Read after [Draft] Setting Fire 001.
Point of View: George
Featured Characters: George Polk, Knucker Polk
Word Count: 700
Ten is a difficult age.
“Kid,” said George Polk, as the screen door slammed behind his ten-year-old son, “that’s the third week in a row now.”
Knucker’s ginger head ducked down. He was always hunching and ducking his head like that. George just didn’t get it. The boy was pushing five feet already after his first growth spurt (if he only stood up straight), and he wasn’t about to join any sports teams but he sure wasn’t small for his age either—and Knucker still carried himself like he was about two feet tall.
“Sorry,” the kid muttered, shuffling over to sink down on the faded couch next to his dad. There was dirt smudged across his face, a fresh strawberry-red scrape on his knee, and bits of pine needles sticking up out of his hair. When he had left the house this morning, he’d been carrying his Star Wars backpack; now it was nowhere to be seen.
George frowned and narrowed his eyes.
“Do you want to talk about it?” he offered. He had a pretty good idea what had made Knucker so late, and he was more than ready to go throw around his badge if need be. Screw what his mother thought, and screw that she said he was ruining her grandson. Elementary school kids didn’t need to be tough; that’s what fathers were for. No one messed with his kid.
Knucker just shook his head once, mute, and George sighed. This was a new phase, the sulking. And not his favorite by far.
“I thought you wanted to practice today,” he reminded him in a low, gentle voice, shifting to face his son. “Can’t build up callouses if you don’t keep playing, kid.”
“Then I won’t play anymore,” Knucker answered. He slumped down further in his seat, scuffing his sneakers against the carpet.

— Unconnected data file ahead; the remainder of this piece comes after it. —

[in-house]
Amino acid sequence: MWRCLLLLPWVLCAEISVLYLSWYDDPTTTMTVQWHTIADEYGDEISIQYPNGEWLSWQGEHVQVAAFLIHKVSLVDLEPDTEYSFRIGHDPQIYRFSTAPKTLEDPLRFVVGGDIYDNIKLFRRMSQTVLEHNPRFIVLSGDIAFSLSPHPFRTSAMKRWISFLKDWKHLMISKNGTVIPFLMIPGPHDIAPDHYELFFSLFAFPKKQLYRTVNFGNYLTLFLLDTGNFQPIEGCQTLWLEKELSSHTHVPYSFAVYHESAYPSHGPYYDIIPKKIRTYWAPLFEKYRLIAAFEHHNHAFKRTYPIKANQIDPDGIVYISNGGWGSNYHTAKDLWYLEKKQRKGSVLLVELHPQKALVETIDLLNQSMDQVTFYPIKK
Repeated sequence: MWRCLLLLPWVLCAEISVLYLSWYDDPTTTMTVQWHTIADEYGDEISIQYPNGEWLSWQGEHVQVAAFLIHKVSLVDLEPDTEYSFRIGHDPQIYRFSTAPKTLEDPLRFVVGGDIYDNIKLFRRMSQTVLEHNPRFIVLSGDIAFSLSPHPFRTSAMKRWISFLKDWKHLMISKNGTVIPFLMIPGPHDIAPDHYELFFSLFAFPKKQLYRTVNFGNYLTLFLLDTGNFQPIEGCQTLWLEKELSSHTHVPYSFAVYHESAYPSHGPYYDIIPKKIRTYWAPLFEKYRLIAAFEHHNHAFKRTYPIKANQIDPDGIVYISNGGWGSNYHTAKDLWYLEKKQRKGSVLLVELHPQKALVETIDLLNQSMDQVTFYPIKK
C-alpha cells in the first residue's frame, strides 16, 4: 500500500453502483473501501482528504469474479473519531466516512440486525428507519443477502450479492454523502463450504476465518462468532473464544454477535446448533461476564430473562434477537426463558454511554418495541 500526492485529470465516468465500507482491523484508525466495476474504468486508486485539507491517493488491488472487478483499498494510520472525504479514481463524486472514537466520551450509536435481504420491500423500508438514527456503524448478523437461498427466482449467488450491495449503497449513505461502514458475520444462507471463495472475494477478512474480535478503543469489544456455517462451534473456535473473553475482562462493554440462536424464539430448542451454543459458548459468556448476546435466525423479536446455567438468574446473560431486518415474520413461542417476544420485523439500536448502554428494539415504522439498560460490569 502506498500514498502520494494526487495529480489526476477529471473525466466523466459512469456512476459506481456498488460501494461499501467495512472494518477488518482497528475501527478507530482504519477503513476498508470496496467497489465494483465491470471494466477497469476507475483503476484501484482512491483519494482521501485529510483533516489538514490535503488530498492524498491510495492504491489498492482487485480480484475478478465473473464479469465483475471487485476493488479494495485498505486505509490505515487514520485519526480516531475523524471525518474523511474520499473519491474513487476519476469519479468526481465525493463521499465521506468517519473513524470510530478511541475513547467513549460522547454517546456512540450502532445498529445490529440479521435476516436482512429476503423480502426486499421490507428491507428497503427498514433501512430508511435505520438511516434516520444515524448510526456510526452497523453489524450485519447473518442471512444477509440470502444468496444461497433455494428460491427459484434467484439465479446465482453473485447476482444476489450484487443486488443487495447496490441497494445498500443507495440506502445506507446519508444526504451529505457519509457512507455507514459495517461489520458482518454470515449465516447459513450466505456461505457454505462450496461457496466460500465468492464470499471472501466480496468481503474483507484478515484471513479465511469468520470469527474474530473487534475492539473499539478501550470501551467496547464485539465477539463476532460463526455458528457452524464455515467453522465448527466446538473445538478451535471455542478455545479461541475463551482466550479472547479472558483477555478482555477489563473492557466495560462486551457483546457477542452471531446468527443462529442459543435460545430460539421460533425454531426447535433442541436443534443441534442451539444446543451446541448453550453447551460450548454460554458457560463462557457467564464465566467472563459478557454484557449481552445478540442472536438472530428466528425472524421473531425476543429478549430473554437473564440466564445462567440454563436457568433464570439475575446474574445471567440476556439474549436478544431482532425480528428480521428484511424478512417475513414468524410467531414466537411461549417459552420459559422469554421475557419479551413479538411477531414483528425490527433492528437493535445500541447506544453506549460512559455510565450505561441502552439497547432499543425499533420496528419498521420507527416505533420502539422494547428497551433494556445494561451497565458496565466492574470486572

The Sheriff’s eyebrows rose. He glanced to the corner where his old guitar was propped against the living room wall. “You’ve been begging me to teach you since you were knee-high, Knucker.”
His son mumbled something that sounded suspiciously like it contained the name “Lexi”. Yeah, George might have guessed his son’s best friend had something to do with this, though he was struggling to work out why Alexa Ryan meant that his son didn’t want to learn the guitar anymore. He’d have figured she’d be Knucker’s biggest fan. If he hadn’t known better, he’d have thought she was the one who suggested it in the first place.
“Wanna run that by me again?”
The boy’s chin came up, and he finally looked his father straight in the face, though his eyes had gone wide and his bottom lip trembled slightly.
“B-because,” he croaked. “If I don’t—don’t stay with her, no one else protects her. And sh-she gets hurt a lot. So I gotta always be there.”
Sheriff Polk stared at his son for a long moment.
“Kid,” he tried softly, “You can’t be with Lexi every minute of the day. She’s got other people who can keep an eye on her, too, like her dad. You can still have time for stuff you want to do on your own. Lexi must have things she wants to do by herself too—”
“No!” blurted Knucker. He leapt to his feet, hands balled into fists at his side. George was momentarily struck dumb; he’d never heard his kid raise his voice like that, ever, especially not to him. “I d-d-don’t want to play stupid guitar! It’s dumb! And if you make me, I’ll hate you!”
“Knucker James Polk.” Now the Sheriff was on his feet too, towering over Knucker, pinning his son in place with a look and tone that brooked absolutely no arguments. He jabbed a finger towards the hallway. “You get in your room right now then and do your homework, or so help me you won’t see Alexa for a year.”
The boy quailed, lowering his head again, and then slunk off. George was left there staring after his son’s retreating back, struggling to figure out where the hell that outburst had come from—and more importantly, what he was going to do about it.
He couldn’t smother the nagging feeling that he’d done exactly the wrong thing already.